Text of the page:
From the first time you caught eyes with Elvis Presley as a child, you instinctively understood that he was a celestial talent. Even before hearing him sing, Elvis looked the part, and this, coupled with his distinct voluptuous vocals, made The King the very definition of the complete package.
In his youth, Presley regularly moved with his family throughout his irregular childhood and struggled to fit in wherever he went. Music was always something that he confided in, and through the hard times, it was Elvis’ only source of solace, one that he clung onto with all his might. In his formative years, it was puberty that arrived as the ultimate gift to Elvis. Returning to school in senior year, Elvis donned his newly-emerged sideburns and dressed like somebody you’d find on Beale Street in the heart of Memphis’ thrilling blues scene.
However, performing in public still frightened the life out of Elvis, even as a late teenager. However, a rendition of ‘Till I Waltz Again With You’ at the Humes’ Annual ‘Minstrel’ show in April 1953 would reshape everything instantly. “I wasn’t popular in school. I failed music—only thing I ever failed,” he once recalled about the performance. “And then they entered me in this talent show, when I came onstage I heard people kind of rumbling and whispering and so forth, ’cause nobody knew I even sang. It was amazing how popular I became in school after that.”
Suddenly, Elvis had been transformed. From a shy child that nobody had the time of day for, the budding musician had flowered into an artist that everybody wanted a piece of. From there, his popularity only escalated. That same summer, Elvis paid for studio time at Sun Records in the hope that they would sign him up, but his master plan was initially to no avail. He returned to the studio the following January, and again nothing came from the session. More rejection ensued as Presley failed at an audition for a local vocal quartet, The Songfellows, who bluntly explained that it was because he couldn’t sing.
Presley remained undeterred by the multitude of negativity thrown in his direction, and later that year, things finally began to fall in place. Sun boss Sam Phillips heard something special in his voice and believed that Presley had the ability to bring Black music to the white masses of America. Shortly after, he invited Elvis back down to the studio with the intention of making Presley’s debut single a cover of Jimmy Sweeney song ‘Without You’. Phillips brought in two local session musicians, Winfield ‘Scotty’ Moore and Bill Black, to assist Elvis. However, despite the optimism, the song just didn’t click.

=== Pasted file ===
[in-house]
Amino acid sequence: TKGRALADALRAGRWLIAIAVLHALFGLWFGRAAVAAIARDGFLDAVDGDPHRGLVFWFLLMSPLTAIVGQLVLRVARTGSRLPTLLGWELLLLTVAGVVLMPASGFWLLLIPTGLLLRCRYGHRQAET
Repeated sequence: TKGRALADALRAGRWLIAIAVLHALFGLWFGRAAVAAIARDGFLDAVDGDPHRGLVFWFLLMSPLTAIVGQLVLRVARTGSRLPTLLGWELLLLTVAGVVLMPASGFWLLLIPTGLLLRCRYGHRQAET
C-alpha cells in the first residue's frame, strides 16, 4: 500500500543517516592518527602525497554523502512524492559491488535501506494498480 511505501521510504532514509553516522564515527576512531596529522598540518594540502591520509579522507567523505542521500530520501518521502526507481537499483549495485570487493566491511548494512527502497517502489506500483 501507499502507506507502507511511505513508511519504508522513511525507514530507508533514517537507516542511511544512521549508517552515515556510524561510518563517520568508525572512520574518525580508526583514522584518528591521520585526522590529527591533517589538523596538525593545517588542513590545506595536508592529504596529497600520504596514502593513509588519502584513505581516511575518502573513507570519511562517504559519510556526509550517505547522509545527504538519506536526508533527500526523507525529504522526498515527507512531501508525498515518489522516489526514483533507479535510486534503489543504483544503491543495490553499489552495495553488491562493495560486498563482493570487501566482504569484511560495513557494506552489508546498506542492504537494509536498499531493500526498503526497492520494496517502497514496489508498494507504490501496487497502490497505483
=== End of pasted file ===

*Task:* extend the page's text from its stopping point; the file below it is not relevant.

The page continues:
Moments before everybody was about to go home, Presley erupted into Arthur Crudup’s ‘That’s All Right’, and three days later, it gained its first play on local radio. Moore later recalled: “All of a sudden, Elvis just started singing this song, jumping around and acting the fool, and then Bill picked up his bass, and he started acting the fool, too, and I started playing with them. Sam, I think, had the door to the control booth open, he stuck his head out and said, ‘What are you doing?’ And we said, ‘We don’t know.’ ‘Well, back up,’ he said, ‘try to find a place to start, and do it again.'”
Nobody else apart from Phillips believed in Elvis, but all he could see was dollar signs dripping off every note of the recording. ‘That’s All Right’ would lay down the unapologetically unique blueprint that Presley would follow throughout his career. “So while most of ’em were sitting around resting, a couple of us just started playing around with ‘That’s All Right’, a great beat number,” Elvis once remembered about the session. “We were supposed to be resting for ten minutes or so, so we just did it natural.”
He added: “It came off pretty good, and Mr. (Sam) Phillips, the man who owned the recording company, said I should go ahead and sing all the songs my own way, the way I knew best. We tried it, and everything went along a lot better. They decided to put ‘That’s All Right’ on record and backed it up with ‘Blue Moon of Kentucky’. That was my first record. I’ll never forget it.”
Even an innate talent like Elvis struggled to make people sit up and take notice of him. ‘That’s All Right’ only achieved local success, yet, laid the first brick in the wall on his ascension to royal status and becoming the 20th Century’s most monumental iconoclast.
If it weren’t for Phillips believing in Presley’s natural star-power and taking a gamble on him, then The King would never have resided on his throne.